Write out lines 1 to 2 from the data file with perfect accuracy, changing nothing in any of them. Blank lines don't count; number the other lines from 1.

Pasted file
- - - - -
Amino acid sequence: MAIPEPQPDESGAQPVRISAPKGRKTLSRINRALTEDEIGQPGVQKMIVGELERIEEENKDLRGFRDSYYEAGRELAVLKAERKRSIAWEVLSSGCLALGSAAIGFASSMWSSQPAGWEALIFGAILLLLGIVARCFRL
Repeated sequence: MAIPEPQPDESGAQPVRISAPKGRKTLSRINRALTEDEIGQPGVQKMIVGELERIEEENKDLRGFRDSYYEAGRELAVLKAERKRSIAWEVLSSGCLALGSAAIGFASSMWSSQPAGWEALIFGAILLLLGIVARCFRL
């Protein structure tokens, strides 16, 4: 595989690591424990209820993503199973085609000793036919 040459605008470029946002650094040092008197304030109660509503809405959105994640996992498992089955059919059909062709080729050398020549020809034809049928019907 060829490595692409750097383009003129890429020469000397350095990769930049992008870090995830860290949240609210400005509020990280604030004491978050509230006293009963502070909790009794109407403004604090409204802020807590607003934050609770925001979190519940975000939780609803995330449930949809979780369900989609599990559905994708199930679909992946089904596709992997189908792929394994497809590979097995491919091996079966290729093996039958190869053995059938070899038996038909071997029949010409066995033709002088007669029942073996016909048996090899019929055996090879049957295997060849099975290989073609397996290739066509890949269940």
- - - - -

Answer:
Amino acid sequence: MAIPEPQPDESGAQPVRISAPKGRKTLSRINRALTEDEIGQPGVQKMIVGELERIEEENKDLRGFRDSYYEAGRELAVLKAERKRSIAWEVLSSGCLALGSAAIGFASSMWSSQPAGWEALIFGAILLLLGIVARCFRL
Repeated sequence: MAIPEPQPDESGAQPVRISAPKGRKTLSRINRALTEDEIGQPGVQKMIVGELERIEEENKDLRGFRDSYYEAGRELAVLKAERKRSIAWEVLSSGCLALGSAAIGFASSMWSSQPAGWEALIFGAILLLLGIVARCFRL